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Ever feel sluggish or stressed at work, only to perk up completely after a quick walk outside? It’s not just your imagination. Modern office spaces, often designed for efficiency and aesthetics, can leave one crucial element behind: natural light.

Evolutionary Disconnection: Indoor Work vs. Natural Light

We evolved under skies bathed in sunlight, with light levels reaching well above 10,000 lux (a unit of light measurement). But most office environments offer a measly 100-300 lux – a fraction of what our bodies are programmed to expect (Bumgarner et al., 2021). This mismatch disrupts our natural circadian rhythms, the internal clock that regulates sleep, hormones, and alertness.

Impact on Circadian Rhythms: Workplace Conditions

Inadequate natural light in workplaces disrupts employees’ biological clocks, affecting sleep patterns and subsequently, the overall performance at work (Boubekri et al., 2015). Research even suggests a link between limited light exposure and increased stress, depression, and even cognitive decline (Faraut et al.,2020)

Shining a Light on Solutions

The good news is there are ways to combat the darkness. Here are some strategies to get your employees back in sync with natural light:

  • Embrace the Outdoors: Encourage breaks outside – walks to work, lunchtime picnics under the sun, or even standing meetings on balconies.
  • Mimic the Sun: Implement lighting systems that mimic natural light’s temperature and intensity (around 300-800 lux). This can significantly improve alertness and mood.
  • Simulate Sunrise and Sunset: Consider installing lighting systems that adjust throughout the day, shifting from cooler, white light during peak work hours to warmer tones in the afternoon, mimicking the natural transition of sunlight.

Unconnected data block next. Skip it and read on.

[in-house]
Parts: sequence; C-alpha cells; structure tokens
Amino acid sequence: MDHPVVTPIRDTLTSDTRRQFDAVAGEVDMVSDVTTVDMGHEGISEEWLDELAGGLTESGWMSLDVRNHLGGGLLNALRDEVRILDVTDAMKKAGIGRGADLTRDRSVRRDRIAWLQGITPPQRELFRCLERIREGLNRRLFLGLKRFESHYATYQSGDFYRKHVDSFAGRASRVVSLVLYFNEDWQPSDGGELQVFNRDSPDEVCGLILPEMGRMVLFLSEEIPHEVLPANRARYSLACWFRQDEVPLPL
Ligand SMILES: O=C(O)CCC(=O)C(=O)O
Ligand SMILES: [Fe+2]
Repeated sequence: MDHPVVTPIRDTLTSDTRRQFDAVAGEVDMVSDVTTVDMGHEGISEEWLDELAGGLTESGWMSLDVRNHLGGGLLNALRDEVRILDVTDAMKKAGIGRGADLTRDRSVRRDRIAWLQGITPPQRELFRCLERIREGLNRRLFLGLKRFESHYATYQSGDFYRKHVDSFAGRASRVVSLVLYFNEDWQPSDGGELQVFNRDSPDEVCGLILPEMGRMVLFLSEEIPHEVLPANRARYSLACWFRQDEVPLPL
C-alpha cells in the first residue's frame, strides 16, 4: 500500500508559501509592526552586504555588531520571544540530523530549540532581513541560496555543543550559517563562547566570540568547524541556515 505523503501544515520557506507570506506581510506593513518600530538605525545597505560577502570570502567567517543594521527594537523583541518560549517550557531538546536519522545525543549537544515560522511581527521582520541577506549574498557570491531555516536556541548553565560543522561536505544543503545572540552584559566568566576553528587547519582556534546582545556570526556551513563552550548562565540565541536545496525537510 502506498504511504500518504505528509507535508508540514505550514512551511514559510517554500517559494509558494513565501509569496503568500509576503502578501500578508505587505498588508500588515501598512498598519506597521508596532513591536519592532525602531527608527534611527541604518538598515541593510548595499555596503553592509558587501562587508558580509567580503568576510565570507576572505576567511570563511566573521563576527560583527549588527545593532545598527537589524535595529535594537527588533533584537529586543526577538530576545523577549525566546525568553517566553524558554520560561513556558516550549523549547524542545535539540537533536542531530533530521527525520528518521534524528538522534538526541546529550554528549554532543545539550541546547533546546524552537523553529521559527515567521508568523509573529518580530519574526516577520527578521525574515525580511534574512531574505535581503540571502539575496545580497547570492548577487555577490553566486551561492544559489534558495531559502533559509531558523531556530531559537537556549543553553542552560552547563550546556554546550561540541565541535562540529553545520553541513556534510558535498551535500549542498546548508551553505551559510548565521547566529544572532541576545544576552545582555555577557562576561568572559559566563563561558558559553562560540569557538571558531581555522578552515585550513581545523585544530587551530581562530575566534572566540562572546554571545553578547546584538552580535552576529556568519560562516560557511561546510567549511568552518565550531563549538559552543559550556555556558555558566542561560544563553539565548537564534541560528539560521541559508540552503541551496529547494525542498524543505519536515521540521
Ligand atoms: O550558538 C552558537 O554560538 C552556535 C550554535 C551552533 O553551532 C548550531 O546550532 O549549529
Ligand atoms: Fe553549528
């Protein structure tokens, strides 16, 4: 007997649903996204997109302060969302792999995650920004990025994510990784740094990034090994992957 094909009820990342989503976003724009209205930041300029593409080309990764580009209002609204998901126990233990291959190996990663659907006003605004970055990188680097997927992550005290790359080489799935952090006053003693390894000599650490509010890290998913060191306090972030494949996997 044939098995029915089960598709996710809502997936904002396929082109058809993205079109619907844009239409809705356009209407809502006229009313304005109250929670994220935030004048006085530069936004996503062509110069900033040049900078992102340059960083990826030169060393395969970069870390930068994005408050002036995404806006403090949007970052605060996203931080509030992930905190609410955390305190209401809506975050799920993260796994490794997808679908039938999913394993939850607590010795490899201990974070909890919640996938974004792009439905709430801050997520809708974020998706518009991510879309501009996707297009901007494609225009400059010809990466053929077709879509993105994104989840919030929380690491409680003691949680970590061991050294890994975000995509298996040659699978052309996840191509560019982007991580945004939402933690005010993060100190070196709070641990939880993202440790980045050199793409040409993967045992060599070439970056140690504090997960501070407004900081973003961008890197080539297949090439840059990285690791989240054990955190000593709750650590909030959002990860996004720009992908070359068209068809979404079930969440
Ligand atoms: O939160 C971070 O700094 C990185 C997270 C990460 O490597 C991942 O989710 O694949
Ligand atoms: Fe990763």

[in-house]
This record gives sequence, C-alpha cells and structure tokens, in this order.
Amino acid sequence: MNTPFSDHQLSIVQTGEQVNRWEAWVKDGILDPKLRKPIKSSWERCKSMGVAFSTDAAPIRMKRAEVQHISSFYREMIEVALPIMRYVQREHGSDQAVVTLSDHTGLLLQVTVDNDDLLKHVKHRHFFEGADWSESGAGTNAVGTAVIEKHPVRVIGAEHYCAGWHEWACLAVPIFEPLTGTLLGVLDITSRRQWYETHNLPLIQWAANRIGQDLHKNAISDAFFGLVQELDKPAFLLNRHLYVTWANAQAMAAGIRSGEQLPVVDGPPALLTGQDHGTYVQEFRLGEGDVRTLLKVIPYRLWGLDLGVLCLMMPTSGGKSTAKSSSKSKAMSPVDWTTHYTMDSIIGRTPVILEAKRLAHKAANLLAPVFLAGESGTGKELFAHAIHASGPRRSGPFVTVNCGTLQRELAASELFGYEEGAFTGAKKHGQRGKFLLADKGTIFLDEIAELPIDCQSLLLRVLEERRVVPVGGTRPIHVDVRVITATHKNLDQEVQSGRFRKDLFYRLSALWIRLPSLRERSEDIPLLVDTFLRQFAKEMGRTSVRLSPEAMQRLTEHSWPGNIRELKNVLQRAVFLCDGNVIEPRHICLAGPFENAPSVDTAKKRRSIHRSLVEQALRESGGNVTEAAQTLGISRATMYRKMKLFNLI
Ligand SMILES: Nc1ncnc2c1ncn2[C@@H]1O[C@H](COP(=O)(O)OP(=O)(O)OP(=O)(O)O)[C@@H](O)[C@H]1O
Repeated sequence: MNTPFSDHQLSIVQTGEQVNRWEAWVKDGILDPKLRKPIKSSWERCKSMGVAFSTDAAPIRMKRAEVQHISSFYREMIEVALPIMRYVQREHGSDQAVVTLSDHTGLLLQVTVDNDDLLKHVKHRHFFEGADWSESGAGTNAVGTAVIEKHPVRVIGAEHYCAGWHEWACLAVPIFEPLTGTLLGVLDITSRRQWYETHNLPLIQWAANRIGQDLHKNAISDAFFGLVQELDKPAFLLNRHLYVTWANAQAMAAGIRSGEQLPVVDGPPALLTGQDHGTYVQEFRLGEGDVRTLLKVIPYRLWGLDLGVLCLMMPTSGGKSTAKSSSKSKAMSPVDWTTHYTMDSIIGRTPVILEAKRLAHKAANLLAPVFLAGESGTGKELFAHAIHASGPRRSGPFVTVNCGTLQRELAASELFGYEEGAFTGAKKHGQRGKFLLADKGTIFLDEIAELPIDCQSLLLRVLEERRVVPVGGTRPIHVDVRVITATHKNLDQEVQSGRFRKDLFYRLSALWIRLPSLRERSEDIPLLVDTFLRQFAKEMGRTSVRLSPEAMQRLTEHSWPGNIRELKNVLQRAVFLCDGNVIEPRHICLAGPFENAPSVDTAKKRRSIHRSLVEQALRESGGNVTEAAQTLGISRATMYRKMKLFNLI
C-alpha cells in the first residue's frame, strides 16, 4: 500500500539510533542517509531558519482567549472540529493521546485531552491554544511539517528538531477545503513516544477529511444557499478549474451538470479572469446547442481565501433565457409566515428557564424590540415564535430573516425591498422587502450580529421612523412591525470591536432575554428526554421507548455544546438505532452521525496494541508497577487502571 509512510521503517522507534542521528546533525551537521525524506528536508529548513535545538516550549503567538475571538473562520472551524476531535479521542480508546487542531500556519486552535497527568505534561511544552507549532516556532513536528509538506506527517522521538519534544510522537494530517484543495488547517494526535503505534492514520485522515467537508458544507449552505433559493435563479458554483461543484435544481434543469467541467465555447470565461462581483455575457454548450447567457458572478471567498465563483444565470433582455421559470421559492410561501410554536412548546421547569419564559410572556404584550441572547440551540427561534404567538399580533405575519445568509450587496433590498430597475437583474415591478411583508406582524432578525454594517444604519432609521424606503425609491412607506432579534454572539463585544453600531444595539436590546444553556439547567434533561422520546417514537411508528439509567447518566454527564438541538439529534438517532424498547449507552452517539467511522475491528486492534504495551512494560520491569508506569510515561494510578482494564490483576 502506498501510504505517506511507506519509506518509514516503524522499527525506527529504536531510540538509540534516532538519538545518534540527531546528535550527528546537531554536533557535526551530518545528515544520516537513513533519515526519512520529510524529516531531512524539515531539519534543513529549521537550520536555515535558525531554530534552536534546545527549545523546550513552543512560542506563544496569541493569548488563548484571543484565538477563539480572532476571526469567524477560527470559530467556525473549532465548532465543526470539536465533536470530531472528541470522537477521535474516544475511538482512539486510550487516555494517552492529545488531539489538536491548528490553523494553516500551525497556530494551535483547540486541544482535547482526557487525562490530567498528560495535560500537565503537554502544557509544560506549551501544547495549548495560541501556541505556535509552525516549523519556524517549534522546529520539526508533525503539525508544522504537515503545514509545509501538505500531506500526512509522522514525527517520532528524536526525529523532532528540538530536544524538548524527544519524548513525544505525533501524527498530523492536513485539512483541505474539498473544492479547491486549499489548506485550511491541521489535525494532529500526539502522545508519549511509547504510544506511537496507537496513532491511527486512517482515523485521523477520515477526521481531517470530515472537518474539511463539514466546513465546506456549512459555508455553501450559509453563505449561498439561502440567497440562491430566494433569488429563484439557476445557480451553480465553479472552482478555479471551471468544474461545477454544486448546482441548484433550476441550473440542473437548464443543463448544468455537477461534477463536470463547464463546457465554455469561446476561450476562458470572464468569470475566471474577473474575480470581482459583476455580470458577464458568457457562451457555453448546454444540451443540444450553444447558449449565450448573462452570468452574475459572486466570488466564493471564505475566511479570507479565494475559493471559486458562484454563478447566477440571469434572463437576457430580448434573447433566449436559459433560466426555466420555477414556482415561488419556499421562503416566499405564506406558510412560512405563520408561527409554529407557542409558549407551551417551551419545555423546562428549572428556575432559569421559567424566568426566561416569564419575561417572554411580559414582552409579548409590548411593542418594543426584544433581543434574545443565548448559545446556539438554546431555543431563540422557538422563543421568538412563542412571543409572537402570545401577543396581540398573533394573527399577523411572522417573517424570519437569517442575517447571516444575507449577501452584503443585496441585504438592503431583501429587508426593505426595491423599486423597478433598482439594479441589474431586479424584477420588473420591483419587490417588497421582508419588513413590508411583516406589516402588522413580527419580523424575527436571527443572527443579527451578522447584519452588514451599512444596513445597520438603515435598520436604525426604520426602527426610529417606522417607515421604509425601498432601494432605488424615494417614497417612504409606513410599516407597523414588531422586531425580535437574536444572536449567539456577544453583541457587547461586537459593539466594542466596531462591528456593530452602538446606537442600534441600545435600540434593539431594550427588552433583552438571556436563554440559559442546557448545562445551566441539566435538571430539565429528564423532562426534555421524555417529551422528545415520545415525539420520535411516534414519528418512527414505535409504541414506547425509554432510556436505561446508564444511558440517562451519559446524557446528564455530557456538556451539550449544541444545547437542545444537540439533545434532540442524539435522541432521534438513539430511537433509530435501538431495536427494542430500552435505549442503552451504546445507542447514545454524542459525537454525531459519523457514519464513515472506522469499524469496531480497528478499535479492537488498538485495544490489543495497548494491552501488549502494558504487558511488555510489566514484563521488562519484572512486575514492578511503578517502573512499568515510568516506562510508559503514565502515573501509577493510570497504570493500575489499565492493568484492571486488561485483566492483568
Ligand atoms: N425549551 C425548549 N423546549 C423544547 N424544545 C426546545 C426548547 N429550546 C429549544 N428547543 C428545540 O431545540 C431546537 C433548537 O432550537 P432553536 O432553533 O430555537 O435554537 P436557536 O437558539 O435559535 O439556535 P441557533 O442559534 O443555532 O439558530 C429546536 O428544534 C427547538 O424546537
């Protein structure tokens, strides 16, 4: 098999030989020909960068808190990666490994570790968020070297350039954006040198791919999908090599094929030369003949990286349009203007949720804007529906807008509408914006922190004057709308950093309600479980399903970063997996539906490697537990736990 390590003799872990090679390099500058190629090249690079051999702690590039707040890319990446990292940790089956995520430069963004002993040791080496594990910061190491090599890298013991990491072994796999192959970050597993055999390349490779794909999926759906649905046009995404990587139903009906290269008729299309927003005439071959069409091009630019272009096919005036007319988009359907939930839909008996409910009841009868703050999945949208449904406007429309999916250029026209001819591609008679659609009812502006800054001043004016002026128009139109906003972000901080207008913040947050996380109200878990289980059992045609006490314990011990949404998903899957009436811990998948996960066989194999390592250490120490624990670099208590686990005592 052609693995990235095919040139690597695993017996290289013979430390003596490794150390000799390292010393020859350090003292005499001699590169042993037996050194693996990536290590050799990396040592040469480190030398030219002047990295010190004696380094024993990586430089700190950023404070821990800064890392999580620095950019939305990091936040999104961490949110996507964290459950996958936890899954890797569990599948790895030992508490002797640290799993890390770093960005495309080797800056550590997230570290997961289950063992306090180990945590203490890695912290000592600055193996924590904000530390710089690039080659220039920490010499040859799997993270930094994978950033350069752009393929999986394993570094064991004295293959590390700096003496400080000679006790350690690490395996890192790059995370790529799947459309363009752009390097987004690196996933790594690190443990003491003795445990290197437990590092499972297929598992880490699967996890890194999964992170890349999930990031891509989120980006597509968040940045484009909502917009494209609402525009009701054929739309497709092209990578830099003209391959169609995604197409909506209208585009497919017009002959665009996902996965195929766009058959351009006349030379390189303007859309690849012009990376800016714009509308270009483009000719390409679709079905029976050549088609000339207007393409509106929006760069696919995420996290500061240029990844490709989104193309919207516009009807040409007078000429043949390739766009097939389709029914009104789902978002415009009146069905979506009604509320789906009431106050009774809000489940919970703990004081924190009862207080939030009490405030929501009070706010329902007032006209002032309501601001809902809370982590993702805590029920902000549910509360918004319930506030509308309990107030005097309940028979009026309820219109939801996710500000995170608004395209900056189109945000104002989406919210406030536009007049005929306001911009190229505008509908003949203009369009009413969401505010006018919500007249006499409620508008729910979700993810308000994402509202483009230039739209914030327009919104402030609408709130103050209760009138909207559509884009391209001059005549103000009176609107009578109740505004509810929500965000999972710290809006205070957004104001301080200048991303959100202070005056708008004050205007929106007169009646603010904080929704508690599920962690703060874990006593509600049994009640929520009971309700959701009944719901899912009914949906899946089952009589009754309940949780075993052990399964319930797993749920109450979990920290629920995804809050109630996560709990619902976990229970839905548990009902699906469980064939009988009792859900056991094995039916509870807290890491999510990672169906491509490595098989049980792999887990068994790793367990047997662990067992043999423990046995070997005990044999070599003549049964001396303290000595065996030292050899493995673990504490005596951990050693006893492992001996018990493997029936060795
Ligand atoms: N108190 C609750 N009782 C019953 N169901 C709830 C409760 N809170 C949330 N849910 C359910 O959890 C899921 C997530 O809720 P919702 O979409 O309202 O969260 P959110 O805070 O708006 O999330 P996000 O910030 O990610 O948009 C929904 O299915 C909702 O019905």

By prioritizing natural light in your workplace, you’re not just creating a brighter space – you’re investing in the health, happiness, and productivity of your employees. After all, happy and healthy employees are the ones who truly shine.

References:

Bumgarner, J. R., & Nelson, R. J. (2021). Light at Night and Disrupted Circadian Rhythms Alter Physiology and Behavior. Integrative and Comparative Biology, 61(3), 1160–1169. Wang, S.-C., & Chern, J.-Y. (2015). Impact of Intermittent Stretching Exercise Animation on Prolonged-Sitting Computer Users’ Attention and Work Performance (C. Stephanidis, Ed.; Vol. 529, pp. 484–488). Springer International Publishing. https://doi.org/10.1007/978-3-319-21383-5_81

Boubekri, M., Lee, J., MacNaughton, P., Woo, M., Schuyler, L., Tinianov, B., & Satish, U. (2020). The Impact of Optimized Daylight and Views on the Sleep Duration and Cognitive Performance of Office Workers. International Journal of Environmental Research and Public Health, 17(9), Article 9. Benatti, F. B., & Ried-Larsen, M. (2015). The Effects of Breaking up Prolonged Sitting Time: A Review of Experimental Studies. Medicine and Science in Sports and Exercise, 47(10), 2053–2061. https://doi.org/10.1249/MSS.0000000000000654

Faraut, B., Andrillon, T., Drogou, C., Gauriau, C., Dubois, A., Servonnet, A., Van Beers, P., Guillard, M., Gomez-Merino, D., Sauvet, F., Chennaoui, M., & Léger, D. (2020). Daytime Exposure to Blue-Enriched Light Counters the Effects of Sleep Restriction on Cortisol, Testosterone, Alpha-Amylase and Executive Processes. Frontiers in Neuroscience, 13. https://www.frontiersin.org/articles/10.3389/fnins.2019.01366

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